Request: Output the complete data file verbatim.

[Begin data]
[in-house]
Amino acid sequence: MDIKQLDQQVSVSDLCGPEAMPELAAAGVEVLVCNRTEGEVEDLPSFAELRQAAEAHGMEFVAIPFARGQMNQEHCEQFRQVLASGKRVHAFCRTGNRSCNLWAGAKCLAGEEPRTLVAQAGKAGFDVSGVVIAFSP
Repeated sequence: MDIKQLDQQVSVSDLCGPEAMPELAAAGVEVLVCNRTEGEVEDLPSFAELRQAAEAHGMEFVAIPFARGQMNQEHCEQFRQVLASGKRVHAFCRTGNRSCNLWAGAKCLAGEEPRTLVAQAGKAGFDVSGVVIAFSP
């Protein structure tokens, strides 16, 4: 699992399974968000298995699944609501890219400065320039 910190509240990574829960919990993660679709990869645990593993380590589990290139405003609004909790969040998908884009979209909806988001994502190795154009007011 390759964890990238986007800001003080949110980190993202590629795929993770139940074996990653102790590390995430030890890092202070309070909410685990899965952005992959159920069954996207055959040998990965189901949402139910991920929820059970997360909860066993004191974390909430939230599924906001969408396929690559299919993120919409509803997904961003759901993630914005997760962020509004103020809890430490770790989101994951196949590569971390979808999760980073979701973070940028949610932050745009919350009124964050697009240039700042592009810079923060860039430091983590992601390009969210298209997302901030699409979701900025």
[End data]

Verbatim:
[in-house]
Amino acid sequence: MDIKQLDQQVSVSDLCGPEAMPELAAAGVEVLVCNRTEGEVEDLPSFAELRQAAEAHGMEFVAIPFARGQMNQEHCEQFRQVLASGKRVHAFCRTGNRSCNLWAGAKCLAGEEPRTLVAQAGKAGFDVSGVVIAFSP
Repeated sequence: MDIKQLDQQVSVSDLCGPEAMPELAAAGVEVLVCNRTEGEVEDLPSFAELRQAAEAHGMEFVAIPFARGQMNQEHCEQFRQVLASGKRVHAFCRTGNRSCNLWAGAKCLAGEEPRTLVAQAGKAGFDVSGVVIAFSP
């Protein structure tokens, strides 16, 4: 699992399974968000298995699944609501890219400065320039 910190509240990574829960919990993660679709990869645990593993380590589990290139405003609004909790969040998908884009979209909806988001994502190795154009007011 390759964890990238986007800001003080949110980190993202590629795929993770139940074996990653102790590390995430030890890092202070309070909410685990899965952005992959159920069954996207055959040998990965189901949402139910991920929820059970997360909860066993004191974390909430939230599924906001969408396929690559299919993120919409509803997904961003759901993630914005997760962020509004103020809890430490770790989101994951196949590569971390979808999760980073979701973070940028949610932050745009919350009124964050697009240039700042592009810079923060860039430091983590992601390009969210298209997302901030699409979701900025």